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I recently had the good fortune to be asked to review The Executive’s Guide to Enterprise Social Media Strategy. It’s a great read, and a valuable guide that I will refer back to often. With many vivid examples and documented best practices, my copy of the book is completely dog-eared and underlined … an excellent sign that this book is destined to live on my desk, and not my bookshelf!
Even though I typically work with much smaller companies, internet marketing best practice is really the same whether you are large or small. Companies of every size struggle with issues including:
- gaining buy in at the top,
- finding evangelists within the organization with the right skills to champion adoption of social media,
- selecting the right tools,
- creating the content that works, and
- measuring how it all is working to produce ROI.
With regard to measuring and monitoring technology, I drooled over the chapter that described best of breed tools and methods (and resources!) commonly used at the enterprise level to pinpoint social media ROI. Smaller companies have lots of ground to make up in this regard; most of the companies I work with don’t have access to the tools or manpower to measure and optimize their investment in online marketing, which larger enterprises employ.
(Note: I expect more sophisticated tools for small business to become more commonly adopted by small business over the next 12-18 months, as business investments in social media and online marketing increase, and companies like Hubspot and Constant Contact expand their offerings for this market segment. Constant Contact is introducing social CRM in 2011 (Q2), and Hubspot is likely to increase penetration with recent investments by Salesforce.com, Google, and Sequoia Capital).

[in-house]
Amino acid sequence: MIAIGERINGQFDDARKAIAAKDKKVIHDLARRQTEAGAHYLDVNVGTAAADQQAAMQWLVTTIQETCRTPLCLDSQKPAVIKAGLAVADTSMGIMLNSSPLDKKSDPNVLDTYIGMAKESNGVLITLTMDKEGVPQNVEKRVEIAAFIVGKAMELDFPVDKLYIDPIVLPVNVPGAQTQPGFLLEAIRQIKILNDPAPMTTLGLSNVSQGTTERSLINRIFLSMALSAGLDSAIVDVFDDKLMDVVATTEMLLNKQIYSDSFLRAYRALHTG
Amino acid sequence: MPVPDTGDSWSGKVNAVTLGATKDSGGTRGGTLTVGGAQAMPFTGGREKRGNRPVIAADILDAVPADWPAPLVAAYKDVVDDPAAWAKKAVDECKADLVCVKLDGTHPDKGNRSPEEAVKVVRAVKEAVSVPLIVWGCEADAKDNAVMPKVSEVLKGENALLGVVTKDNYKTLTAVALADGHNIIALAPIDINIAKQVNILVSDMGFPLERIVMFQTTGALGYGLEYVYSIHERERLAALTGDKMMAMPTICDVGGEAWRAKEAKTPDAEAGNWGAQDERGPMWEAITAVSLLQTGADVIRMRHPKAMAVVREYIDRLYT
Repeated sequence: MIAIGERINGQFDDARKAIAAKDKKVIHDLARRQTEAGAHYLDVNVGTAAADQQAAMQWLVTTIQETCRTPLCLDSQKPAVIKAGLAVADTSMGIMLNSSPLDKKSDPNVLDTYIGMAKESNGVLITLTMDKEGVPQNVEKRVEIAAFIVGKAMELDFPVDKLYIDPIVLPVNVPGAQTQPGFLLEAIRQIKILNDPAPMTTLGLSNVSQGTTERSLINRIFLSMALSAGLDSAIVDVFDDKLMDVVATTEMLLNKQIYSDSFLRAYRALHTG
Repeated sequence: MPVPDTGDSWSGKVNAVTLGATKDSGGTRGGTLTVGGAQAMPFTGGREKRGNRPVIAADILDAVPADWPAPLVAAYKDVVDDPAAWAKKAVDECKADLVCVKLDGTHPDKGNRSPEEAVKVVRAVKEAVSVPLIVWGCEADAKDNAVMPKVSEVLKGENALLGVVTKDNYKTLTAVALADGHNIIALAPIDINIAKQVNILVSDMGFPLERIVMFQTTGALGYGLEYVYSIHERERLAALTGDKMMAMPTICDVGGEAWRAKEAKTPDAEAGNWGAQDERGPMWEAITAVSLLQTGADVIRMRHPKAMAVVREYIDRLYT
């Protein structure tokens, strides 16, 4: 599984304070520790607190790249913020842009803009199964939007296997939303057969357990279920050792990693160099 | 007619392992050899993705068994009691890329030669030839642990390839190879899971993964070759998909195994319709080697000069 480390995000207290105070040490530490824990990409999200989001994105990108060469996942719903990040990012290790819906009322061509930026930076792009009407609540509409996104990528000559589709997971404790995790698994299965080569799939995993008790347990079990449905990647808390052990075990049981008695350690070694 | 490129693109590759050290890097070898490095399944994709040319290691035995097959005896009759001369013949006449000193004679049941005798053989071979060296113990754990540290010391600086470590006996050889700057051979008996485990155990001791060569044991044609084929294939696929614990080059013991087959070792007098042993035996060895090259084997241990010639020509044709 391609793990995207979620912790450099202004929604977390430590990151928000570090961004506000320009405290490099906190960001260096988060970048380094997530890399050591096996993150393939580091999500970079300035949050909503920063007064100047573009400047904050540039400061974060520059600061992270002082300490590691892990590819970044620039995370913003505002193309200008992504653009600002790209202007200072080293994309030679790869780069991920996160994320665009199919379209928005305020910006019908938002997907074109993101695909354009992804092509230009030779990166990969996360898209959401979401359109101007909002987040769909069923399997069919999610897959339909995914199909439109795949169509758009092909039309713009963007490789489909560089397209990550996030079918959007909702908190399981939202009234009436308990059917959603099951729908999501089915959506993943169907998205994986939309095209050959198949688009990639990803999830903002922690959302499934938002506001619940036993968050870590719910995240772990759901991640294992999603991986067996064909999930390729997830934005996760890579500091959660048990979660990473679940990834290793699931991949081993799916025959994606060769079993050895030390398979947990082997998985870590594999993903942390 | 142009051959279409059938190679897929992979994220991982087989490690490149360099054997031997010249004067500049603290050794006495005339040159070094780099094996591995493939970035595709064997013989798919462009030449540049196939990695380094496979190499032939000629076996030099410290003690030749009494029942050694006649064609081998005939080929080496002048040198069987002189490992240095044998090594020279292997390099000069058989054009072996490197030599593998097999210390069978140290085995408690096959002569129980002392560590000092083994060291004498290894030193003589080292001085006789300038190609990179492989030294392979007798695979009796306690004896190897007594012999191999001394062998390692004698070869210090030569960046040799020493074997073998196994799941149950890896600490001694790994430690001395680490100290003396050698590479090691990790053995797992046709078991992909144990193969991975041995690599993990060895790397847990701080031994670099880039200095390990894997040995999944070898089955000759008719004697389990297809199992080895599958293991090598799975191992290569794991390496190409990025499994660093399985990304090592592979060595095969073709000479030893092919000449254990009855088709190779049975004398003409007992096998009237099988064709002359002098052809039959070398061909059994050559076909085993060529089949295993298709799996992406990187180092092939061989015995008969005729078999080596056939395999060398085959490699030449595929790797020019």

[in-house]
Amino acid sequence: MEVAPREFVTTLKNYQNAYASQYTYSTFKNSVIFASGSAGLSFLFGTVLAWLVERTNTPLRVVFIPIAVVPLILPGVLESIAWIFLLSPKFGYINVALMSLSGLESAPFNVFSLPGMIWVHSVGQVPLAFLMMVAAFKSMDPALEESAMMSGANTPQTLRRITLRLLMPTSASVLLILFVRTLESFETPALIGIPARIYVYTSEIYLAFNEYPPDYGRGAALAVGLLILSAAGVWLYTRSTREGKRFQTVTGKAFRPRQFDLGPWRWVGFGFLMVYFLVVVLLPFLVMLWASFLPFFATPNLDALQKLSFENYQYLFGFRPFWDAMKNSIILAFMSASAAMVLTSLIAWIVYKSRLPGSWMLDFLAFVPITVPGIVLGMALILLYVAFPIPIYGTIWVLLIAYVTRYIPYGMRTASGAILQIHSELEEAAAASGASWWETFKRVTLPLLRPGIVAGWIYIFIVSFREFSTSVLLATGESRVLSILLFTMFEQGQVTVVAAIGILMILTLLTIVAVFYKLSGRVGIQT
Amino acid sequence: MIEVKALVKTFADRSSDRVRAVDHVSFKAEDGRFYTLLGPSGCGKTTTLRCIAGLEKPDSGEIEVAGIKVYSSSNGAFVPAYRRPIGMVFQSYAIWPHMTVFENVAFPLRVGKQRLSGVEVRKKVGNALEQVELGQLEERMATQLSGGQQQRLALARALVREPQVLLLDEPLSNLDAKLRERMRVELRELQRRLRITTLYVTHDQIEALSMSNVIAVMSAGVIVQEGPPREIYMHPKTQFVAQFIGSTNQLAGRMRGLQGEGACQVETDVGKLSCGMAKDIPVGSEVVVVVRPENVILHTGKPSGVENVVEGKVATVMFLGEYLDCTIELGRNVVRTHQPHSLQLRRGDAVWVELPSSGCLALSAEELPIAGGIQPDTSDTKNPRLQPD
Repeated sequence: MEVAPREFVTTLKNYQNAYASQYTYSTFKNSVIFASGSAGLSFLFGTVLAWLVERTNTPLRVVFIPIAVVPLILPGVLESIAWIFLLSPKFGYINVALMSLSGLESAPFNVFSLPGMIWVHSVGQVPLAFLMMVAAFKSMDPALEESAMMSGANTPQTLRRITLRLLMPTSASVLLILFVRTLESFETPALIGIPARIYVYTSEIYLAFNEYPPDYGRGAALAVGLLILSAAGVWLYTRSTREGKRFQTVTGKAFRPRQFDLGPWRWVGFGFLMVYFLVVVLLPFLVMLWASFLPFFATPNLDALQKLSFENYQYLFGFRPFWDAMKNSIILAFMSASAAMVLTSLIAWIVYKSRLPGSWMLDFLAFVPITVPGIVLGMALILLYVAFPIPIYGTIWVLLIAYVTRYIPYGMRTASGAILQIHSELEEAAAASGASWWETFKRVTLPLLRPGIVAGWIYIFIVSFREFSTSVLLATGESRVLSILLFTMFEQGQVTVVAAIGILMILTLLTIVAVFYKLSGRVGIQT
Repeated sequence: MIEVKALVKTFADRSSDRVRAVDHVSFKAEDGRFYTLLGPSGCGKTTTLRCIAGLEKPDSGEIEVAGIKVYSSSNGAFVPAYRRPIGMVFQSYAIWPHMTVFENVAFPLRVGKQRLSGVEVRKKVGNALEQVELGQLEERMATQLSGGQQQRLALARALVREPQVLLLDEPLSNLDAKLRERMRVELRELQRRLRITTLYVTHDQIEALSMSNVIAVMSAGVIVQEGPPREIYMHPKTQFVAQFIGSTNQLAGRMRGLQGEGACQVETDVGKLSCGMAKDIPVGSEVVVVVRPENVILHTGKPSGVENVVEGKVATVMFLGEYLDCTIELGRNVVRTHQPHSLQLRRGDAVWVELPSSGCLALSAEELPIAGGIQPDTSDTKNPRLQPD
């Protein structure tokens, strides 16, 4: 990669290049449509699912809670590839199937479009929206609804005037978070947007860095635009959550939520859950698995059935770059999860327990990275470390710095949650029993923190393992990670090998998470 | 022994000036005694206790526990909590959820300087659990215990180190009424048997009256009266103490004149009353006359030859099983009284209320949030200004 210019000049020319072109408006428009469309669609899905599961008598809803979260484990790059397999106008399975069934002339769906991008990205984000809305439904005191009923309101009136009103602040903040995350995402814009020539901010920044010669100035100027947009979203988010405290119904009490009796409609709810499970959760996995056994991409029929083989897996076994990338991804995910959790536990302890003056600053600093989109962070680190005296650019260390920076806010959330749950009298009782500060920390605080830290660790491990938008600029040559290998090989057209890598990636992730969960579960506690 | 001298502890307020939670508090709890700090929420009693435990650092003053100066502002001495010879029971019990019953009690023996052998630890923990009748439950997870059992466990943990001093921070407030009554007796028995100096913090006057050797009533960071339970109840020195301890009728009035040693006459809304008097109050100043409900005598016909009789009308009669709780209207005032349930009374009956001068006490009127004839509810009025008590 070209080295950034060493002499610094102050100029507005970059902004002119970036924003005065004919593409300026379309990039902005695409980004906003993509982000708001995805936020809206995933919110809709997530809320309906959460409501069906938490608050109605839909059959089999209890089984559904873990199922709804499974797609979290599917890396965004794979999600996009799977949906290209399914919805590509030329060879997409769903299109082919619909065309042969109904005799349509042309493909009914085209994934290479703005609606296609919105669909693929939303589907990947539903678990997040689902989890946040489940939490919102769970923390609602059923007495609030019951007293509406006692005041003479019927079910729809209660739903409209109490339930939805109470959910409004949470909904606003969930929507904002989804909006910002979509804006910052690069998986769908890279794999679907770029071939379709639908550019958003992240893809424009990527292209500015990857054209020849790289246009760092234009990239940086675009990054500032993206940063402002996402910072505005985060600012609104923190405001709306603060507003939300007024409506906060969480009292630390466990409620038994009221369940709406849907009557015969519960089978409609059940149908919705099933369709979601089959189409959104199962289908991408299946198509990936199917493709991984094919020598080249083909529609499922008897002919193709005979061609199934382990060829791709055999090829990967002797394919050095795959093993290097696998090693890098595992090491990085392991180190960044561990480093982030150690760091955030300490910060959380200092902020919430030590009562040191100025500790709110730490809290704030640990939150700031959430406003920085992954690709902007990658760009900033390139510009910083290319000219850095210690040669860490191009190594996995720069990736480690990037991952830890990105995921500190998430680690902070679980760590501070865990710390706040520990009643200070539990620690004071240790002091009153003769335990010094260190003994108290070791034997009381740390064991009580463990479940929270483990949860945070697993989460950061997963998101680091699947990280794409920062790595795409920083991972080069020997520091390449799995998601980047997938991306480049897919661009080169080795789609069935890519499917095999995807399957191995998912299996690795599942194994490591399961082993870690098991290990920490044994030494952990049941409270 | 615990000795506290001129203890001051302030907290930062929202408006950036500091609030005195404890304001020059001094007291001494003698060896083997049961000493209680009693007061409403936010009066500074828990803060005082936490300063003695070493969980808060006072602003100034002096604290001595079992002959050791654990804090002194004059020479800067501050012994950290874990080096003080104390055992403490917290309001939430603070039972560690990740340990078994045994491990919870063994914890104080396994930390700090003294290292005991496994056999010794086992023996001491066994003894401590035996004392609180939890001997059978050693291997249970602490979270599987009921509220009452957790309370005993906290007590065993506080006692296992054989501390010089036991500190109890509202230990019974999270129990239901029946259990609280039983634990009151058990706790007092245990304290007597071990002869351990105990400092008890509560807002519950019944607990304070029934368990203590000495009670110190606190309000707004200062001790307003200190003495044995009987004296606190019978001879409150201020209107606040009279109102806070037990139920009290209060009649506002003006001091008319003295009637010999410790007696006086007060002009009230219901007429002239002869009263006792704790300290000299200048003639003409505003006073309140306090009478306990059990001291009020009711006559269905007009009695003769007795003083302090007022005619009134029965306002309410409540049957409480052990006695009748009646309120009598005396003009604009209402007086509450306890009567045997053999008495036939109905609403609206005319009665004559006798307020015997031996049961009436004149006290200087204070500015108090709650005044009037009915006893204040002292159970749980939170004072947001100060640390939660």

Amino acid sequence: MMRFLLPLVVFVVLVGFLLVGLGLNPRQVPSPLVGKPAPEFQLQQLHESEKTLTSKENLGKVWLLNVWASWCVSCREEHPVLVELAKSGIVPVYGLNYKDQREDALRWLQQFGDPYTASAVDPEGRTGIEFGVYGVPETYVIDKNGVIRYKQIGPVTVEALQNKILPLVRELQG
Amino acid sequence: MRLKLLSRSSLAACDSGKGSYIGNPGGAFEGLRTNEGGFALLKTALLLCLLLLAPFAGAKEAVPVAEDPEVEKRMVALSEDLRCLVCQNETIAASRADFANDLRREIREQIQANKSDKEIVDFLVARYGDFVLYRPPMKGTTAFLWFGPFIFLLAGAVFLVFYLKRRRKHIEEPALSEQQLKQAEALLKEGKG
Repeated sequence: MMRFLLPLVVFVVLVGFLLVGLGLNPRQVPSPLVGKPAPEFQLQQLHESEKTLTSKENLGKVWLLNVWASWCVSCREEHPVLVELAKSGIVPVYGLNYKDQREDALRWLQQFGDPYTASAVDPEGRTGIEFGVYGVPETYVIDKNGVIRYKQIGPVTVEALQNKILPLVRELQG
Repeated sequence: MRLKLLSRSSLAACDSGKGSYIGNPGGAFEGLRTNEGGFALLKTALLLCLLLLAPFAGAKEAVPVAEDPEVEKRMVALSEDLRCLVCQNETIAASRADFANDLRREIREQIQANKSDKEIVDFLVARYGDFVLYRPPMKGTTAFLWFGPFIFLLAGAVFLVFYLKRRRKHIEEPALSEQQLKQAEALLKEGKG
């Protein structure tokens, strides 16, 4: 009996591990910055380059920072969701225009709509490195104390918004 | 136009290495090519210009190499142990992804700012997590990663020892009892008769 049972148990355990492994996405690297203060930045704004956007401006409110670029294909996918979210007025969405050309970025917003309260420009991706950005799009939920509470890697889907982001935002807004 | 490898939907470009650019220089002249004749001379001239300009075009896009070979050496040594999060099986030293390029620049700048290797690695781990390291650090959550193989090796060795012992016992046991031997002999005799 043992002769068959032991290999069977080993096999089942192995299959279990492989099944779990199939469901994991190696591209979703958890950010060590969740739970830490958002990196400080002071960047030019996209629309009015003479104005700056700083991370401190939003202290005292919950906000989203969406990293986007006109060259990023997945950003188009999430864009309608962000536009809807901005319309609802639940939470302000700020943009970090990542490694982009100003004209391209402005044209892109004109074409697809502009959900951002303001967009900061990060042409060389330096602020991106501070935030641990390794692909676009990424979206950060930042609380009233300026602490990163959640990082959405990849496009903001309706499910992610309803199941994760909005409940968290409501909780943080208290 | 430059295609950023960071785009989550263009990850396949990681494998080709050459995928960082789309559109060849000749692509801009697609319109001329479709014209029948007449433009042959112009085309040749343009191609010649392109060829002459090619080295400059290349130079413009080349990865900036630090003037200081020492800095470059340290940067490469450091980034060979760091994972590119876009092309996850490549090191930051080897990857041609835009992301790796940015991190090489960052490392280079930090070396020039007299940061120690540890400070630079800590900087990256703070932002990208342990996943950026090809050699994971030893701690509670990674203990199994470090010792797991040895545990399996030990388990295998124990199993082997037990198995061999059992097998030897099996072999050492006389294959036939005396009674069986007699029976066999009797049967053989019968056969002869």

If there was one major AHA! moment for me while reading this book, it had to be the sample corporate social media policy from Intuit, found in the Appendix. I would reprint the policy here if I could, but let me just say that it starts out with “At Intuit, we’re passionate about listening to and learning from our customers,” and goes from there. They encourage all employees to participate in social networks on Intuit’s behalf, providing excellent guidelines and examples to empower their entire workforce. Having read some truly ill-conceived corporate social media policies, this was eye-opening. If you have any responsibility for crafting a social media policy, these 7 pages alone are worth the cost of the book.
Larger enterprises may need more structure and policy guidelines due to organizational complexity and size, but my takeaway is that at its core, the fundamentals of social media strategy are the same. Co-authors Mike Barlow and David Thomas have created a book rich with examples of companies that have empowered employees to connect with customers, with documented results.
If you want to learn from best practices at top companies, from crafting an enterprise level social media strategy through social media implementation and measurement, read this book!